LEGENDARY CADDIE 'TIP' ANDERSON DIES
THE US-based Professional Caddie Association (PCA) has expressed its ''deep sorrow'' over the sudden death of legendary St Andrews golf caddie, James 'Tip' Anderson
Dennis and Laura Cone, based at PCA Worldwide headquarters in Florida, spoke on behalf of 4000-plus members whom, they said, were ''deeply saddened'' by the news of Tip's death at his home in the town on Saturday. He was 71.
Mr Cone added: ''He will be remembered with warm memories, especially how proud he was to receive his well-deserved place in the 2000 PCA Caddie Hall of Fame during a ceremony at that year's Open Championship in St Andrews.
''He represented what the classic loopers of the world are all about and was a true friend to the PCA and all caddies worldwide.''
Tip, who helped American stars Arnold Palmer and Tony Lema to win three Open Championships between them, was born and bred in St Andrews.
His partnership and association for more than 30 years with USA golfing superstar, Palmer, was renowned and he was to share in many of Arnold's successes over the years since they first joined forces at the Centenary Open Championship in 1960, including when he won the Open at Birkdale in 1961 and again at Troon in 1962.
At the 1964 Open in St Andrews, Palmer was unable to make the trip across the Atlantic and recommended Tip to his friend Tony "Champagne" Lema. The US golfer had never played the championship Old Course before and had only two practice rounds. However, with Tip at his side, he went on to win the coveted Claret Jug - and gave the St Andrews caddie much of the credit for his success.
Tip, who said he was "blessed with a photographic mind for golf courses," was to go on to carry Palmer's bag at every Open Championship in which he competed.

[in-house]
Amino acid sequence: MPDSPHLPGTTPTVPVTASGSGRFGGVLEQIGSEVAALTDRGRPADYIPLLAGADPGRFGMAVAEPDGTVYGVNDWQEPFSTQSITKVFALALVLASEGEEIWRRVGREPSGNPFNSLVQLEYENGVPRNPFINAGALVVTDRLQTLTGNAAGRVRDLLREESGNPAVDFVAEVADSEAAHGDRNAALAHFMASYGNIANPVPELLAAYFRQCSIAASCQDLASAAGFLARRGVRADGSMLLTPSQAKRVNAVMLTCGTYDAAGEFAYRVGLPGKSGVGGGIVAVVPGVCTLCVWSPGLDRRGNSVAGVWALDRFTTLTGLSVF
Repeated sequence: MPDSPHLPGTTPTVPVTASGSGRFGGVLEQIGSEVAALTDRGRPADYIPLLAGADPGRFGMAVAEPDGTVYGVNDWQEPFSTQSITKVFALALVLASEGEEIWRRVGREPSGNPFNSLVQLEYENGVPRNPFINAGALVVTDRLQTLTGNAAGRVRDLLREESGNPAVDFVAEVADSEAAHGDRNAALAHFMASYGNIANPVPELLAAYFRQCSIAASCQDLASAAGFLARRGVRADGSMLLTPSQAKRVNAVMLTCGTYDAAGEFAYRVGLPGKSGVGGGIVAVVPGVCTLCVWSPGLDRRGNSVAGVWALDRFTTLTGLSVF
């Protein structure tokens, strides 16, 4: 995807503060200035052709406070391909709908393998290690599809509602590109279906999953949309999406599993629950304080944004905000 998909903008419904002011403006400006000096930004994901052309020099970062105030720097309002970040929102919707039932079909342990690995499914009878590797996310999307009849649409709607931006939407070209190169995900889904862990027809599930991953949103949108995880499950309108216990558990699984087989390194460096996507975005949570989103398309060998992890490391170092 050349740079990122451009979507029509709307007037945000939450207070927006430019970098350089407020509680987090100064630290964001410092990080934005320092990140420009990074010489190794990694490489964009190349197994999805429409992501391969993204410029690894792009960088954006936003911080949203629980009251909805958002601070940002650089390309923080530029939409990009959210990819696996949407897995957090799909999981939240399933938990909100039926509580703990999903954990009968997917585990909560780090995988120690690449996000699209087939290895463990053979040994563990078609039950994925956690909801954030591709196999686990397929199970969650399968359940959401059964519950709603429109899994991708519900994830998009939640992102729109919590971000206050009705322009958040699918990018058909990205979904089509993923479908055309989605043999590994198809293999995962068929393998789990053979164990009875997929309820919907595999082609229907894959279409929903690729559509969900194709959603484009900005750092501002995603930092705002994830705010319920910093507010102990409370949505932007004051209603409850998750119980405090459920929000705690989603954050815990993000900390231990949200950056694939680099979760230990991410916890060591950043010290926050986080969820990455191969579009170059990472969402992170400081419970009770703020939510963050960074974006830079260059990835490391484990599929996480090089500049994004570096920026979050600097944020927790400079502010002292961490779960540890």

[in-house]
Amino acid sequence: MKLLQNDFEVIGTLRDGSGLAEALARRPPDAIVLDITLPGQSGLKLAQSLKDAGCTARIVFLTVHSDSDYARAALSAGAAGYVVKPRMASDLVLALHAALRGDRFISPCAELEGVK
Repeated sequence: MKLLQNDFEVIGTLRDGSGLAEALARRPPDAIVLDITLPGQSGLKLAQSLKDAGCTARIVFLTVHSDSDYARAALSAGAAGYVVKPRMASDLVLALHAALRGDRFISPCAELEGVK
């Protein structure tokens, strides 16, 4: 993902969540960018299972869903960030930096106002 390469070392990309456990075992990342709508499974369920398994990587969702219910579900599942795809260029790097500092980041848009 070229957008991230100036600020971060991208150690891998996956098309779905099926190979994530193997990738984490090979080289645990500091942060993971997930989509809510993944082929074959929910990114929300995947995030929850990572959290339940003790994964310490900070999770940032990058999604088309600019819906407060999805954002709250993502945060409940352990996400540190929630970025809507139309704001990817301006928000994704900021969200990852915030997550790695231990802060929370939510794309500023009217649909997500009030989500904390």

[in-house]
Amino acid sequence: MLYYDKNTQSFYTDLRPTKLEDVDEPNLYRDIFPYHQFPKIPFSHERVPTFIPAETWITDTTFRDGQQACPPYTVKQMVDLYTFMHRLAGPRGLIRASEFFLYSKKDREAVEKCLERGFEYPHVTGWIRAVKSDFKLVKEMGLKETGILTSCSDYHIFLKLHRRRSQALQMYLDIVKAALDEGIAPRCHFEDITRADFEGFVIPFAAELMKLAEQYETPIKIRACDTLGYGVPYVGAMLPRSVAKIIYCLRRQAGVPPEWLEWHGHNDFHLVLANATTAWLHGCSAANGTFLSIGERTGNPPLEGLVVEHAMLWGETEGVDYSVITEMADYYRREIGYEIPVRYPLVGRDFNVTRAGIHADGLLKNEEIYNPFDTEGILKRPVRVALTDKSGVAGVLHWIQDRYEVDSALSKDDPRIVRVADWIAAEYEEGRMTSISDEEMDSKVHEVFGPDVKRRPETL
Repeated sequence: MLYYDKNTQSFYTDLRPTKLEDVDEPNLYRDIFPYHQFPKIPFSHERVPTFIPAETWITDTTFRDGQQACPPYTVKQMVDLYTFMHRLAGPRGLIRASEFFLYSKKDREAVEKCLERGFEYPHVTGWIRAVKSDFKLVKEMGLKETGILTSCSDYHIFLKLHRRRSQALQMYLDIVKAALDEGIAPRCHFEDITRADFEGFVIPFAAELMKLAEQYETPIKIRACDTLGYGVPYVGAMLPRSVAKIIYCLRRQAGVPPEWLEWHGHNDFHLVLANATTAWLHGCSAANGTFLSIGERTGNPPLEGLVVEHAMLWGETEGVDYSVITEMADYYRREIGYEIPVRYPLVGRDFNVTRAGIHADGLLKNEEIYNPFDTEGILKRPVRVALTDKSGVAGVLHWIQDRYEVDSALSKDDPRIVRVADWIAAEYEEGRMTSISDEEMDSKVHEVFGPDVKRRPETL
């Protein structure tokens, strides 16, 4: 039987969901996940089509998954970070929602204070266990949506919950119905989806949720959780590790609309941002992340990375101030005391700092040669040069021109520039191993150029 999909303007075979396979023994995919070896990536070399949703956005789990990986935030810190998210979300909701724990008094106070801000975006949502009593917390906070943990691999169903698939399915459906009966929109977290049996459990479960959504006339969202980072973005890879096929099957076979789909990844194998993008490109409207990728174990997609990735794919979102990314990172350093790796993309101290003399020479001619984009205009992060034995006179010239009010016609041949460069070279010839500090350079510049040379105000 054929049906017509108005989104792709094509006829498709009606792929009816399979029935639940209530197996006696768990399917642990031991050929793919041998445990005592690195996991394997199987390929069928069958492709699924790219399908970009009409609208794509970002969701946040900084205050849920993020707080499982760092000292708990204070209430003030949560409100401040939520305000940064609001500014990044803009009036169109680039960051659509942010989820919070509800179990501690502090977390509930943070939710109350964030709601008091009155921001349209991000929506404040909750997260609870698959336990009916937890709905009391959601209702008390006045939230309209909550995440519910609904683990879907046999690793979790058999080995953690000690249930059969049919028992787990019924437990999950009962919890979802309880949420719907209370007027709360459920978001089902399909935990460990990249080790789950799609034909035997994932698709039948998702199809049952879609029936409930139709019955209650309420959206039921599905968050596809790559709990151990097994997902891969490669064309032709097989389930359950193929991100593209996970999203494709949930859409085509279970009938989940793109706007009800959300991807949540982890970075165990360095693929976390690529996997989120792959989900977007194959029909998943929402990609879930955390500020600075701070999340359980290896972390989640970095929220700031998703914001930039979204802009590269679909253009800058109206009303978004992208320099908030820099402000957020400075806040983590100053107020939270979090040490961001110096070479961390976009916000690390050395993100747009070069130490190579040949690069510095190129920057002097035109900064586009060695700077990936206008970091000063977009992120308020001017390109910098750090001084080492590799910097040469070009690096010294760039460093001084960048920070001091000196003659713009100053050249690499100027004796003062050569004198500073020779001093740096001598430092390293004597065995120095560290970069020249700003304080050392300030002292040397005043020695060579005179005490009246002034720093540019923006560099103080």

In a statement issued in the States, Palmer said: ''It is so sad to know that my old friend Tip Anderson is gone.
''Tip was the epitome of the 'Olde Worlde' caddie - a man of few words, wry Scottish wit, loyal, punctual and, of course, very good at what he did.''
Son of a well-known StAndrews caddie, he took a keen interest in the game from an early age and was a talented player as a young man.
He won the St Andrews Boys' Open Championship in 1948 and completed a remarkable double by also collecting the Fife Boys' Championship title the same year. He was a former member of St Andrews Golf Club.
After completing his education in the town's Burgh School, he went into the golf trade as a clubmaker with Tom Stewart of the famous Pipe brand.
During his national service in the Army, he continued to play golf and secure titles, winning the Western Command Championship with a four-under par 70 at Formby and also taking the North-West District Army Championship title.
He later returned to clubmaking before becoming a full-time caddie at St Andrews in the 1950s.
His approach to any tournament as a caddie was as meticulous as the top professional players and he led the way for for many of the new breed of caddies. If the event was to be played at a course he did not know, he travelled there some days in advance to study the layout and troublespots before deciding how it should be played.
He described the relationship between player and caddie as that of partners, rather than of master and servant.
Tip held a number of honours during his career as a caddie and was elected Golf Caddie of the Year in the USA in 1965.
At the Millennium Open Championship at St Andrews, he was inducted into the Professional Caddie Association's Hall of Fame during a special reception held in the Rusacks Hotel, overlooking the Old Course.
During the presentation ceremony he was described as "a golfing legend" and warm tributes were paid to his skills as one of the world's best-known caddies.
He is survived by his sons, Robert and James, daughter Carol, and grandchildren.
09 January 2004